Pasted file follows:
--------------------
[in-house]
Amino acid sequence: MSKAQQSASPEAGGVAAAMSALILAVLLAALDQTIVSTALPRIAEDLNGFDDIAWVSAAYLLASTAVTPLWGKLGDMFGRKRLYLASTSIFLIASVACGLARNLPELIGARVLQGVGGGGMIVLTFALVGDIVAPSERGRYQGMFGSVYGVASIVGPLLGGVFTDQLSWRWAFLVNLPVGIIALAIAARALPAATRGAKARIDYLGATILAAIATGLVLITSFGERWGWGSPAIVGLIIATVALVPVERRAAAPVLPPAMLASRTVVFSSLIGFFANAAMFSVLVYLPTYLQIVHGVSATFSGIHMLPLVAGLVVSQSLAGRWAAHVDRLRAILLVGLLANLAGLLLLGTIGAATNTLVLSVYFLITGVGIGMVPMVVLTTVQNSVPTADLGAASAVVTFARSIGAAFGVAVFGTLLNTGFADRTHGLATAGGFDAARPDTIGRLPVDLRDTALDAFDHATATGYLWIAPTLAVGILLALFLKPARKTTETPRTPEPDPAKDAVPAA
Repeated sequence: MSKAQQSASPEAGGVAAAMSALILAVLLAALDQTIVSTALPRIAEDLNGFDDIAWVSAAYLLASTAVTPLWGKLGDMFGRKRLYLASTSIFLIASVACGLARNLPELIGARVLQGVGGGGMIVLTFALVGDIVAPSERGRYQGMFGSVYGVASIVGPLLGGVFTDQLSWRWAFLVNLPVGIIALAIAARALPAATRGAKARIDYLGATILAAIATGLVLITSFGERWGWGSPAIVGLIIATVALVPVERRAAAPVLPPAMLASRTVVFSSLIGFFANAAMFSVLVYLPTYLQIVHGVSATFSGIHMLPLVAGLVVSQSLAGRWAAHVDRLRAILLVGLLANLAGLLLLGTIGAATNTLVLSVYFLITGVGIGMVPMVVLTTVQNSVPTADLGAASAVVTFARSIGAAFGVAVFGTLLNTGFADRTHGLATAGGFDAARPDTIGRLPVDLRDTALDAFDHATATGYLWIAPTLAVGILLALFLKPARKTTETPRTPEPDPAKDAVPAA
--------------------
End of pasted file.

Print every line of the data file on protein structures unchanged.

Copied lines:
[in-house]
Amino acid sequence: MSKAQQSASPEAGGVAAAMSALILAVLLAALDQTIVSTALPRIAEDLNGFDDIAWVSAAYLLASTAVTPLWGKLGDMFGRKRLYLASTSIFLIASVACGLARNLPELIGARVLQGVGGGGMIVLTFALVGDIVAPSERGRYQGMFGSVYGVASIVGPLLGGVFTDQLSWRWAFLVNLPVGIIALAIAARALPAATRGAKARIDYLGATILAAIATGLVLITSFGERWGWGSPAIVGLIIATVALVPVERRAAAPVLPPAMLASRTVVFSSLIGFFANAAMFSVLVYLPTYLQIVHGVSATFSGIHMLPLVAGLVVSQSLAGRWAAHVDRLRAILLVGLLANLAGLLLLGTIGAATNTLVLSVYFLITGVGIGMVPMVVLTTVQNSVPTADLGAASAVVTFARSIGAAFGVAVFGTLLNTGFADRTHGLATAGGFDAARPDTIGRLPVDLRDTALDAFDHATATGYLWIAPTLAVGILLALFLKPARKTTETPRTPEPDPAKDAVPAA
Repeated sequence: MSKAQQSASPEAGGVAAAMSALILAVLLAALDQTIVSTALPRIAEDLNGFDDIAWVSAAYLLASTAVTPLWGKLGDMFGRKRLYLASTSIFLIASVACGLARNLPELIGARVLQGVGGGGMIVLTFALVGDIVAPSERGRYQGMFGSVYGVASIVGPLLGGVFTDQLSWRWAFLVNLPVGIIALAIAARALPAATRGAKARIDYLGATILAAIATGLVLITSFGERWGWGSPAIVGLIIATVALVPVERRAAAPVLPPAMLASRTVVFSSLIGFFANAAMFSVLVYLPTYLQIVHGVSATFSGIHMLPLVAGLVVSQSLAGRWAAHVDRLRAILLVGLLANLAGLLLLGTIGAATNTLVLSVYFLITGVGIGMVPMVVLTTVQNSVPTADLGAASAVVTFARSIGAAFGVAVFGTLLNTGFADRTHGLATAGGFDAARPDTIGRLPVDLRDTALDAFDHATATGYLWIAPTLAVGILLALFLKPARKTTETPRTPEPDPAKDAVPAA